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MACDONALD-SMITH v. FMC CORP.

UNITED STATES DISTRICT COURT FOR THE NORTHERN DISTRICT OF ILLINOIS, EASTERN DIVISION


May 19, 1989

W. IAIN MACDONALD-SMITH, Plaintiff,
v.
FMC CORPORATION and FMC OVERSEAS, LTD., Defendants

James H. Alesia, United States District Judge.

The opinion of the court was delivered by: ALESIA

MEMORANDUM OPINION AND ORDER

JAMES H. ALESIA, UNITED STATES DISTRICT JUDGE:

 Plaintiff, W. Iain MacDonald-Smith, has filed this two-count diversity action against defendants, FMC Corporation and FMC Overseas, Ltd. (collectively, "FMC"). In Count I of the complaint, plaintiff alleges that FMC breached an employment agreement. In Count II, plaintiff alleges that his discharge was wrongful or retaliatory. FMC has moved for judgment on both counts of the pleadings pursuant to Rule 12(c) of the Federal Rules of Civil Procedure. For the reasons set forth below, FMC's motion for judgment on Count I of the complaint is granted in part and denied in part, and FMC's motion for judgment on Count II of the complaint is granted.

 I. FACTS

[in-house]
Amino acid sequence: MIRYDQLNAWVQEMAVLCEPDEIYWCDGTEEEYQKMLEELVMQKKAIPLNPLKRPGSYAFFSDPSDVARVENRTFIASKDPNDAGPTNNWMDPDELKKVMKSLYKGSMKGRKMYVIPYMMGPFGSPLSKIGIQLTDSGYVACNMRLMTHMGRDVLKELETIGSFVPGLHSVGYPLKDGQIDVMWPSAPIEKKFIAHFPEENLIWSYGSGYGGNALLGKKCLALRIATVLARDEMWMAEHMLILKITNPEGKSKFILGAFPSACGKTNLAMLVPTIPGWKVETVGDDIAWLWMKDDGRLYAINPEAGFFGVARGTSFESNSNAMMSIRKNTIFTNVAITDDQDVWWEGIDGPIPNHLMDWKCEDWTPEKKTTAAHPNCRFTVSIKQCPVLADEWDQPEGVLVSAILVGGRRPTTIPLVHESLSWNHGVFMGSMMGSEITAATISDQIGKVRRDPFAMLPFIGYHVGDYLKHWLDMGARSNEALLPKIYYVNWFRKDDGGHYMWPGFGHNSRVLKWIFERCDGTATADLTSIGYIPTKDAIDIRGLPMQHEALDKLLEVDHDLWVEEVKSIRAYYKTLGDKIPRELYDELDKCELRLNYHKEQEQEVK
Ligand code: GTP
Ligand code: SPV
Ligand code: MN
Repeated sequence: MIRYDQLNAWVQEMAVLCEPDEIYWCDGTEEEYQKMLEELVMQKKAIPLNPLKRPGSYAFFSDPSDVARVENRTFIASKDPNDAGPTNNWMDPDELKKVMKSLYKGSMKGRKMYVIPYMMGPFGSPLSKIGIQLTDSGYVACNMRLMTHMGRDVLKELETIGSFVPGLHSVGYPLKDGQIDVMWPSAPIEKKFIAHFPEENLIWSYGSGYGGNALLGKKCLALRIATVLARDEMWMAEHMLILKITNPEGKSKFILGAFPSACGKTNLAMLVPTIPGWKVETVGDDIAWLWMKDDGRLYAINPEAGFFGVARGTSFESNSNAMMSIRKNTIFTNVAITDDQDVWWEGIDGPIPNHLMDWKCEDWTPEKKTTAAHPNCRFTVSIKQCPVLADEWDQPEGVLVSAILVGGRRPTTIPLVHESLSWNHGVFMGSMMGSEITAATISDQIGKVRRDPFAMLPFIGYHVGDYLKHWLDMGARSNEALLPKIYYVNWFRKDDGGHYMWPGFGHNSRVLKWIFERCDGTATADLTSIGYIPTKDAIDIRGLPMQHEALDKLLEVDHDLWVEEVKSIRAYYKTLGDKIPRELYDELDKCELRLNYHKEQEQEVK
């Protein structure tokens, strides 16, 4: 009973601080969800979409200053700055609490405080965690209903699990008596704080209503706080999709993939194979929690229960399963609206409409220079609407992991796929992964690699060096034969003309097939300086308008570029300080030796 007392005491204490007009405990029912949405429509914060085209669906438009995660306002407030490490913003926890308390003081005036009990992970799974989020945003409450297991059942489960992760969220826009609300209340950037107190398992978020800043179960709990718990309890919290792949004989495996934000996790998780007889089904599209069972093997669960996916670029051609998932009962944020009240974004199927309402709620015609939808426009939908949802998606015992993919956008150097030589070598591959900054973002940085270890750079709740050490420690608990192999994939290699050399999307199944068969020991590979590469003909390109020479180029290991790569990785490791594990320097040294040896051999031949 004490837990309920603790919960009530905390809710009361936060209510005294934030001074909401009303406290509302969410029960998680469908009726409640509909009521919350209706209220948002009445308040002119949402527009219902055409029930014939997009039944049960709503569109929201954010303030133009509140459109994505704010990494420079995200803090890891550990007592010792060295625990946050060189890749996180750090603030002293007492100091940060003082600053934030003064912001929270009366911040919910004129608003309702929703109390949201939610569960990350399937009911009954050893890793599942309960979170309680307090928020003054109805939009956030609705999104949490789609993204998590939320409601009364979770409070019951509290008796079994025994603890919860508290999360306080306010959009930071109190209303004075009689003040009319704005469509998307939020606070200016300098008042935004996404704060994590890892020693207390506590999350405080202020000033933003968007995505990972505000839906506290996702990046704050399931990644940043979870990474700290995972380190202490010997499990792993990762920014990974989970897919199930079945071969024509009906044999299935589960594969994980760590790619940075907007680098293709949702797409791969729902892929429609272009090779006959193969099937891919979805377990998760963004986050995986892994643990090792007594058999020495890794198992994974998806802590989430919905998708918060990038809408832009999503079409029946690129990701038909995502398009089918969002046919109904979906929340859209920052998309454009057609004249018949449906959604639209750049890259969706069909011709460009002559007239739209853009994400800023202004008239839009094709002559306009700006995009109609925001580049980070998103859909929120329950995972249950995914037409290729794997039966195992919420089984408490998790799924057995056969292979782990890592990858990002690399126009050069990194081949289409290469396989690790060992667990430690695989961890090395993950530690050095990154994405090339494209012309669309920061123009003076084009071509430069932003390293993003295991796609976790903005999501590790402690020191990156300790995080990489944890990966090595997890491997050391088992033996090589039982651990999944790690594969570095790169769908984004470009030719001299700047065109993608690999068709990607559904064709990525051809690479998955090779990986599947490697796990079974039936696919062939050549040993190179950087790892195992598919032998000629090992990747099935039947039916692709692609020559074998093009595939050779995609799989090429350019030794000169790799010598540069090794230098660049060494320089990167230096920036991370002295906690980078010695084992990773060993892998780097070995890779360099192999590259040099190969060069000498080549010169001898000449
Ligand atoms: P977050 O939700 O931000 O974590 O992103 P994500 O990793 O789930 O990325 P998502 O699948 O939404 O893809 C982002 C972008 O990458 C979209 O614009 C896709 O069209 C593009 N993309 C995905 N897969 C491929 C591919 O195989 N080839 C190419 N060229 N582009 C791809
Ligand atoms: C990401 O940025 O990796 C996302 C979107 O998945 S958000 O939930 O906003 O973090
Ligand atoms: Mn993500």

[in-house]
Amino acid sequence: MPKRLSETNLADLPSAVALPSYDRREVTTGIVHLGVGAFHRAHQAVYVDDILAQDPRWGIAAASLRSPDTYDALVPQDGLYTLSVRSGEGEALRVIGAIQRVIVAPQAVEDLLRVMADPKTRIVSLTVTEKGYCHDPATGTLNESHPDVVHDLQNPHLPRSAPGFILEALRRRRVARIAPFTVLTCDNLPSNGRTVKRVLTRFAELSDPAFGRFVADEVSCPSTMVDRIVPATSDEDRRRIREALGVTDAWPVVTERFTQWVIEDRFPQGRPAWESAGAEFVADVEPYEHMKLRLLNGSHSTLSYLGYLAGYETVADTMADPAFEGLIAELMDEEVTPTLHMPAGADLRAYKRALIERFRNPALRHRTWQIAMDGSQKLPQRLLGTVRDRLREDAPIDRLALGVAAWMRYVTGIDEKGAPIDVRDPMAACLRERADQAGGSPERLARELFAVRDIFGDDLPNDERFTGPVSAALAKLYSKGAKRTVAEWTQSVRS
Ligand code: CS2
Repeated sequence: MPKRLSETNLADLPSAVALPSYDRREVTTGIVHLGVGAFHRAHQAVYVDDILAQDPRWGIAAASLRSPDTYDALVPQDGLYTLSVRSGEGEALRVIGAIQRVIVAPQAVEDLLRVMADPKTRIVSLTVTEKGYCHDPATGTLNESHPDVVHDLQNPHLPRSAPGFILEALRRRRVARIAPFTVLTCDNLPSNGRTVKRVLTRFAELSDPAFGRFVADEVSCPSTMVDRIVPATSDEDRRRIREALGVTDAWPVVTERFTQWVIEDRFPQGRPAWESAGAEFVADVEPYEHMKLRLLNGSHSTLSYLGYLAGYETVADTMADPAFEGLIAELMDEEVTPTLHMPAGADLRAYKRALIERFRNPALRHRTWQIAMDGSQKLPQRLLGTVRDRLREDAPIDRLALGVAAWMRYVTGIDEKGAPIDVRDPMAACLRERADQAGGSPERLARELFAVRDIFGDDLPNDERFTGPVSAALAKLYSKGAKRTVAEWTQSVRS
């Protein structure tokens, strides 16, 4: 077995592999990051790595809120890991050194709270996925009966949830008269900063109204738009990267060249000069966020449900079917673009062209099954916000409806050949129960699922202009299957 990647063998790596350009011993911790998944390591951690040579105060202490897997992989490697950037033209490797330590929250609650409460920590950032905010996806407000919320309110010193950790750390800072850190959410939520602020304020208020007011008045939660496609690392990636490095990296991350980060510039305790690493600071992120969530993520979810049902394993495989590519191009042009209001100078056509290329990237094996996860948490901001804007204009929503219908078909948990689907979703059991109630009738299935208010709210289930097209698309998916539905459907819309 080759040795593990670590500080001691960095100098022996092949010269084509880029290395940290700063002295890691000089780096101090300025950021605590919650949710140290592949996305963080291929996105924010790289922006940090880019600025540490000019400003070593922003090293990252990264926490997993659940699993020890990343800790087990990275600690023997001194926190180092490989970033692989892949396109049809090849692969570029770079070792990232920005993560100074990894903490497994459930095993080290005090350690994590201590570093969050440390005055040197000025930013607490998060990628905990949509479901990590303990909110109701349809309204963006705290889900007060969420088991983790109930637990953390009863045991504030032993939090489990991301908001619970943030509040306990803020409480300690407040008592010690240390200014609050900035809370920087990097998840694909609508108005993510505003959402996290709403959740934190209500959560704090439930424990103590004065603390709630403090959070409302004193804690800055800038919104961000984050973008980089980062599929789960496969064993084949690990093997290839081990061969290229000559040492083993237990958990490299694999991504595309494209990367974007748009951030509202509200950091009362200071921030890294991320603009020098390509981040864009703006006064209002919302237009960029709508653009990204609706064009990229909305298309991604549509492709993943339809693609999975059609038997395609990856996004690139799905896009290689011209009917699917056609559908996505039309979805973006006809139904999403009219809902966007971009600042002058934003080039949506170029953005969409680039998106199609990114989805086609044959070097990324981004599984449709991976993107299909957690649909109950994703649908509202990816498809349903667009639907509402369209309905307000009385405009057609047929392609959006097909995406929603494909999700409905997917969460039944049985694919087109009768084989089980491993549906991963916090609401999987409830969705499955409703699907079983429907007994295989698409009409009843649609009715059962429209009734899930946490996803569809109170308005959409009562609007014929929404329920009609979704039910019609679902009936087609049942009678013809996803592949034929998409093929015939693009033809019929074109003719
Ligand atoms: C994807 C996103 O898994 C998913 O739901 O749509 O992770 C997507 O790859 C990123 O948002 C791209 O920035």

This dispute arises over the termination of plaintiff's employment and certain circumstances preceding his termination. In January 1979, FMC hired plaintiff to work for its Agricultural Chemical Group as a zone manager for East, Central, and Southern Africa. Initially, plaintiff was based in Nairobi, Kenya.

 In March, 1984, the parties agreed that plaintiff would be reassigned to Johannesburg, in the Republic of South Africa, effective May 1, 1984. The parties executed a six-page Letter of Understanding dated March 26, 1984 ("the 1984 letter agreement"), which sets forth various terms and conditions of plaintiff's assignment in Johannesburg. It provides for termination by either party. It also contains the following language: "The terms and conditions of your expatriate assignment will be reviewed and revised should your assignment to Johannesburg exceed five years."